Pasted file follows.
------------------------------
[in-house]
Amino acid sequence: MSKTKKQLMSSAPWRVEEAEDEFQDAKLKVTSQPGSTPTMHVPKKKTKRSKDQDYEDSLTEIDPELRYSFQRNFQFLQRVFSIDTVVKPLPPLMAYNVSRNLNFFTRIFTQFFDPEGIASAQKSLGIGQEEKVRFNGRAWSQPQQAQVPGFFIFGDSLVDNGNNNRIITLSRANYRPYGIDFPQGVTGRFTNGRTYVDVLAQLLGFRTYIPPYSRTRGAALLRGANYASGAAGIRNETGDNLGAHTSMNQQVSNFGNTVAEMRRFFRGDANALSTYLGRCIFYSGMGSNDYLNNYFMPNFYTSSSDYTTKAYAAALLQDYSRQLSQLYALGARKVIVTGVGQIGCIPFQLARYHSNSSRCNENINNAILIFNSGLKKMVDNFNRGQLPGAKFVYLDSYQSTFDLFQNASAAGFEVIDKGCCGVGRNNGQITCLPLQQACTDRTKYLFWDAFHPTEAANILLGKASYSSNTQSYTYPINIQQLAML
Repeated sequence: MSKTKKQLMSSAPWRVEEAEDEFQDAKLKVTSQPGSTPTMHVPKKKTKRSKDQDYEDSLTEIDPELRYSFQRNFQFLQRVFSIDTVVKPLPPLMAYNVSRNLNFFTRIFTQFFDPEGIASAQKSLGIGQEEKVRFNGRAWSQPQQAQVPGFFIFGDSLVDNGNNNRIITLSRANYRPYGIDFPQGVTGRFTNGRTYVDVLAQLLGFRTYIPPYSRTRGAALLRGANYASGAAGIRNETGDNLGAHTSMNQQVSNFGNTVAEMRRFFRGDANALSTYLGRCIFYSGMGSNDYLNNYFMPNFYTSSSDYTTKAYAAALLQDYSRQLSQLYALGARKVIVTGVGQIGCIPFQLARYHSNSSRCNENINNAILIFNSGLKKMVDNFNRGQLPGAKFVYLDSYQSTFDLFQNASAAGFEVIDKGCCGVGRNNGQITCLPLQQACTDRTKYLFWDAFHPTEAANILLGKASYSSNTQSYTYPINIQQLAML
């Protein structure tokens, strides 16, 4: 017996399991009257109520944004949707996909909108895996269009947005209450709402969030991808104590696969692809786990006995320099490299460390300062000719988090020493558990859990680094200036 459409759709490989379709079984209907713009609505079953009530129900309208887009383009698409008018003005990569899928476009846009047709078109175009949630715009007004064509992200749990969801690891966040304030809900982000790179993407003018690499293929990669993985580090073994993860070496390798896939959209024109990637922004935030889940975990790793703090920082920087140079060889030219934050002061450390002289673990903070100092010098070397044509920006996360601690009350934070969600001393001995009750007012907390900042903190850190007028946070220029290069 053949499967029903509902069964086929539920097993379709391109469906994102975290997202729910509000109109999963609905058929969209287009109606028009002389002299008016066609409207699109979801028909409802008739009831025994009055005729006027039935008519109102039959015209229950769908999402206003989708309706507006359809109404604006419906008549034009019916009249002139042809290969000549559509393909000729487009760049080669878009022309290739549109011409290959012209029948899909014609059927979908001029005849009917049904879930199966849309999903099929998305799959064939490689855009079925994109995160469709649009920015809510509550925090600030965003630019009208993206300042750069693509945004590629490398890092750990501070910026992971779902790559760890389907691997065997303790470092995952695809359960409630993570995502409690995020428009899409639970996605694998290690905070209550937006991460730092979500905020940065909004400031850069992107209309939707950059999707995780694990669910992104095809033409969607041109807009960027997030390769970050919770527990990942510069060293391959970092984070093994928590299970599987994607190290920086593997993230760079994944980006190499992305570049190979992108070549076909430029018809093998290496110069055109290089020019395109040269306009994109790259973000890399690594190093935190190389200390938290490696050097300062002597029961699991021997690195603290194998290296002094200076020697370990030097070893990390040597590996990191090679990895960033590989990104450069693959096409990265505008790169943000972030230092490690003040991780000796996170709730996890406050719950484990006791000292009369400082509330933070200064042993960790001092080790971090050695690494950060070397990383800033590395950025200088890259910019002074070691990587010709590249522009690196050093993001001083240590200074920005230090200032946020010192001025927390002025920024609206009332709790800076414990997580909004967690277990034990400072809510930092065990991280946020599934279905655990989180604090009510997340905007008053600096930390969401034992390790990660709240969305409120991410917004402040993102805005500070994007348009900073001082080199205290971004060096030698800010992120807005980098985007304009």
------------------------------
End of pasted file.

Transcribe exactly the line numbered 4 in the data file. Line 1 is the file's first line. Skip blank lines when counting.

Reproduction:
């Protein structure tokens, strides 16, 4: 017996399991009257109520944004949707996909909108895996269009947005209450709402969030991808104590696969692809786990006995320099490299460390300062000719988090020493558990859990680094200036 459409759709490989379709079984209907713009609505079953009530129900309208887009383009698409008018003005990569899928476009846009047709078109175009949630715009007004064509992200749990969801690891966040304030809900982000790179993407003018690499293929990669993985580090073994993860070496390798896939959209024109990637922004935030889940975990790793703090920082920087140079060889030219934050002061450390002289673990903070100092010098070397044509920006996360601690009350934070969600001393001995009750007012907390900042903190850190007028946070220029290069 053949499967029903509902069964086929539920097993379709391109469906994102975290997202729910509000109109999963609905058929969209287009109606028009002389002299008016066609409207699109979801028909409802008739009831025994009055005729006027039935008519109102039959015209229950769908999402206003989708309706507006359809109404604006419906008549034009019916009249002139042809290969000549559509393909000729487009760049080669878009022309290739549109011409290959012209029948899909014609059927979908001029005849009917049904879930199966849309999903099929998305799959064939490689855009079925994109995160469709649009920015809510509550925090600030965003630019009208993206300042750069693509945004590629490398890092750990501070910026992971779902790559760890389907691997065997303790470092995952695809359960409630993570995502409690995020428009899409639970996605694998290690905070209550937006991460730092979500905020940065909004400031850069992107209309939707950059999707995780694990669910992104095809033409969607041109807009960027997030390769970050919770527990990942510069060293391959970092984070093994928590299970599987994607190290920086593997993230760079994944980006190499992305570049190979992108070549076909430029018809093998290496110069055109290089020019395109040269306009994109790259973000890399690594190093935190190389200390938290490696050097300062002597029961699991021997690195603290194998290296002094200076020697370990030097070893990390040597590996990191090679990895960033590989990104450069693959096409990265505008790169943000972030230092490690003040991780000796996170709730996890406050719950484990006791000292009369400082509330933070200064042993960790001092080790971090050695690494950060070397990383800033590395950025200088890259910019002074070691990587010709590249522009690196050093993001001083240590200074920005230090200032946020010192001025927390002025920024609206009332709790800076414990997580909004967690277990034990400072809510930092065990991280946020599934279905655990989180604090009510997340905007008053600096930390969401034992390790990660709240969305409120991410917004402040993102805005500070994007348009900073001082080199205290971004060096030698800010992120807005980098985007304009």